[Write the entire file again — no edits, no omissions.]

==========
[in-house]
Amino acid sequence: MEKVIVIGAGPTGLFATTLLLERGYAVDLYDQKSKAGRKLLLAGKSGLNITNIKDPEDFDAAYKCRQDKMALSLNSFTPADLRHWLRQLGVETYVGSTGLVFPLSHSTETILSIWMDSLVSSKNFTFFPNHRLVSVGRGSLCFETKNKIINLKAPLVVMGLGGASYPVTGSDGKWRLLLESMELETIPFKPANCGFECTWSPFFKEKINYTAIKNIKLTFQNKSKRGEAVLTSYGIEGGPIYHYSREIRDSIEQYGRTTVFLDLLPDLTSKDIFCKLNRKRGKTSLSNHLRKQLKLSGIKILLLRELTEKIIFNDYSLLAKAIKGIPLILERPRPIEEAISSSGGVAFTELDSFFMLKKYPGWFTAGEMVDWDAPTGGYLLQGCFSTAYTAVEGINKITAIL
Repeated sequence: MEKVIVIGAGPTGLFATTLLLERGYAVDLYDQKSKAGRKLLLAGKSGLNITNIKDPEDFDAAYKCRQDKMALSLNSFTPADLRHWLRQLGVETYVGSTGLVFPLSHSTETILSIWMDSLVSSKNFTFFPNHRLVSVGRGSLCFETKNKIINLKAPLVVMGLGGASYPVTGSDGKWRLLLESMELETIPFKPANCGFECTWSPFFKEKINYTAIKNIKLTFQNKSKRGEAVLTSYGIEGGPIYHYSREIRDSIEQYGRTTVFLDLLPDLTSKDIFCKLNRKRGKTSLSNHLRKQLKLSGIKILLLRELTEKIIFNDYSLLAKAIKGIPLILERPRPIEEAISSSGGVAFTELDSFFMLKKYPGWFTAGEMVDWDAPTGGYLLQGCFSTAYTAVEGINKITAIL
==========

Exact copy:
[in-house]
Amino acid sequence: MEKVIVIGAGPTGLFATTLLLERGYAVDLYDQKSKAGRKLLLAGKSGLNITNIKDPEDFDAAYKCRQDKMALSLNSFTPADLRHWLRQLGVETYVGSTGLVFPLSHSTETILSIWMDSLVSSKNFTFFPNHRLVSVGRGSLCFETKNKIINLKAPLVVMGLGGASYPVTGSDGKWRLLLESMELETIPFKPANCGFECTWSPFFKEKINYTAIKNIKLTFQNKSKRGEAVLTSYGIEGGPIYHYSREIRDSIEQYGRTTVFLDLLPDLTSKDIFCKLNRKRGKTSLSNHLRKQLKLSGIKILLLRELTEKIIFNDYSLLAKAIKGIPLILERPRPIEEAISSSGGVAFTELDSFFMLKKYPGWFTAGEMVDWDAPTGGYLLQGCFSTAYTAVEGINKITAIL
Repeated sequence: MEKVIVIGAGPTGLFATTLLLERGYAVDLYDQKSKAGRKLLLAGKSGLNITNIKDPEDFDAAYKCRQDKMALSLNSFTPADLRHWLRQLGVETYVGSTGLVFPLSHSTETILSIWMDSLVSSKNFTFFPNHRLVSVGRGSLCFETKNKIINLKAPLVVMGLGGASYPVTGSDGKWRLLLESMELETIPFKPANCGFECTWSPFFKEKINYTAIKNIKLTFQNKSKRGEAVLTSYGIEGGPIYHYSREIRDSIEQYGRTTVFLDLLPDLTSKDIFCKLNRKRGKTSLSNHLRKQLKLSGIKILLLRELTEKIIFNDYSLLAKAIKGIPLILERPRPIEEAISSSGGVAFTELDSFFMLKKYPGWFTAGEMVDWDAPTGGYLLQGCFSTAYTAVEGINKITAIL